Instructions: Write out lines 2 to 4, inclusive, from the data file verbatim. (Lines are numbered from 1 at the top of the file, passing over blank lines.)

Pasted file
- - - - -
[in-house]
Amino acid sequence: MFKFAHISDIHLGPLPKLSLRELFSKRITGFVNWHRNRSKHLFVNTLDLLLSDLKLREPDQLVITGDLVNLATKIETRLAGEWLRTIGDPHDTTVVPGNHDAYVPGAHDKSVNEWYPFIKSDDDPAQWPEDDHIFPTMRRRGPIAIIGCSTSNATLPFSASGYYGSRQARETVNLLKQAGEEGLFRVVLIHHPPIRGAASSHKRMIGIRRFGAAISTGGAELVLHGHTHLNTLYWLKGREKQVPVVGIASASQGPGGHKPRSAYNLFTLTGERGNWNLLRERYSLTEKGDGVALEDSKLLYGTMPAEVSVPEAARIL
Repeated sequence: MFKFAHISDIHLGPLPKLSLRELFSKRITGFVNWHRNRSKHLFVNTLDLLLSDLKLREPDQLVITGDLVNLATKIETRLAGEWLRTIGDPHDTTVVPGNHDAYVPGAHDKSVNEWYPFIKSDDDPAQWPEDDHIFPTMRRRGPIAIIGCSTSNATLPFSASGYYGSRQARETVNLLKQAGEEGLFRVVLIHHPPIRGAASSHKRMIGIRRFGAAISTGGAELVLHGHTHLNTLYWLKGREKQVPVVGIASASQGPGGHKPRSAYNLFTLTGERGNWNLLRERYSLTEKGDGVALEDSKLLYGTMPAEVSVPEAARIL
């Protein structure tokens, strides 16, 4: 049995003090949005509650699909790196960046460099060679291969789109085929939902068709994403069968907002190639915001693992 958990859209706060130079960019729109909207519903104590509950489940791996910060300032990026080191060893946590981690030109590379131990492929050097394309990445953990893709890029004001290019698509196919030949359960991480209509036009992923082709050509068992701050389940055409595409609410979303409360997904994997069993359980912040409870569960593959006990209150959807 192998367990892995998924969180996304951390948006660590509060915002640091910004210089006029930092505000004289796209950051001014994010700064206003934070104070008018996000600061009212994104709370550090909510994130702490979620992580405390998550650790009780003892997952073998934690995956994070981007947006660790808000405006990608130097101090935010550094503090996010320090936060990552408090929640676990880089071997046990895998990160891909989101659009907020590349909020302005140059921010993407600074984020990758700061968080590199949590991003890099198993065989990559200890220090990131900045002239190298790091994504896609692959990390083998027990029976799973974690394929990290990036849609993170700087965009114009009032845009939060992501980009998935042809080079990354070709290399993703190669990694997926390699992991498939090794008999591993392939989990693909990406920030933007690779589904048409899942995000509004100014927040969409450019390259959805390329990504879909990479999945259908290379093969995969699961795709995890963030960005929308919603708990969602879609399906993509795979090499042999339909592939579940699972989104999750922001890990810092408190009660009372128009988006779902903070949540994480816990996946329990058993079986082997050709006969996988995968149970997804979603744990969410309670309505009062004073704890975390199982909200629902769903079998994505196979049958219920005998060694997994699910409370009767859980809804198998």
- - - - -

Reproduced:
Amino acid sequence: MFKFAHISDIHLGPLPKLSLRELFSKRITGFVNWHRNRSKHLFVNTLDLLLSDLKLREPDQLVITGDLVNLATKIETRLAGEWLRTIGDPHDTTVVPGNHDAYVPGAHDKSVNEWYPFIKSDDDPAQWPEDDHIFPTMRRRGPIAIIGCSTSNATLPFSASGYYGSRQARETVNLLKQAGEEGLFRVVLIHHPPIRGAASSHKRMIGIRRFGAAISTGGAELVLHGHTHLNTLYWLKGREKQVPVVGIASASQGPGGHKPRSAYNLFTLTGERGNWNLLRERYSLTEKGDGVALEDSKLLYGTMPAEVSVPEAARIL
Repeated sequence: MFKFAHISDIHLGPLPKLSLRELFSKRITGFVNWHRNRSKHLFVNTLDLLLSDLKLREPDQLVITGDLVNLATKIETRLAGEWLRTIGDPHDTTVVPGNHDAYVPGAHDKSVNEWYPFIKSDDDPAQWPEDDHIFPTMRRRGPIAIIGCSTSNATLPFSASGYYGSRQARETVNLLKQAGEEGLFRVVLIHHPPIRGAASSHKRMIGIRRFGAAISTGGAELVLHGHTHLNTLYWLKGREKQVPVVGIASASQGPGGHKPRSAYNLFTLTGERGNWNLLRERYSLTEKGDGVALEDSKLLYGTMPAEVSVPEAARIL
């Protein structure tokens, strides 16, 4: 049995003090949005509650699909790196960046460099060679291969789109085929939902068709994403069968907002190639915001693992 958990859209706060130079960019729109909207519903104590509950489940791996910060300032990026080191060893946590981690030109590379131990492929050097394309990445953990893709890029004001290019698509196919030949359960991480209509036009992923082709050509068992701050389940055409595409609410979303409360997904994997069993359980912040409870569960593959006990209150959807 192998367990892995998924969180996304951390948006660590509060915002640091910004210089006029930092505000004289796209950051001014994010700064206003934070104070008018996000600061009212994104709370550090909510994130702490979620992580405390998550650790009780003892997952073998934690995956994070981007947006660790808000405006990608130097101090935010550094503090996010320090936060990552408090929640676990880089071997046990895998990160891909989101659009907020590349909020302005140059921010993407600074984020990758700061968080590199949590991003890099198993065989990559200890220090990131900045002239190298790091994504896609692959990390083998027990029976799973974690394929990290990036849609993170700087965009114009009032845009939060992501980009998935042809080079990354070709290399993703190669990694997926390699992991498939090794008999591993392939989990693909990406920030933007690779589904048409899942995000509004100014927040969409450019390259959805390329990504879909990479999945259908290379093969995969699961795709995890963030960005929308919603708990969602879609399906993509795979090499042999339909592939579940699972989104999750922001890990810092408190009660009372128009988006779902903070949540994480816990996946329990058993079986082997050709006969996988995968149970997804979603744990969410309670309505009062004073704890975390199982909200629902769903079998994505196979049958219920005998060694997994699910409370009767859980809804198998």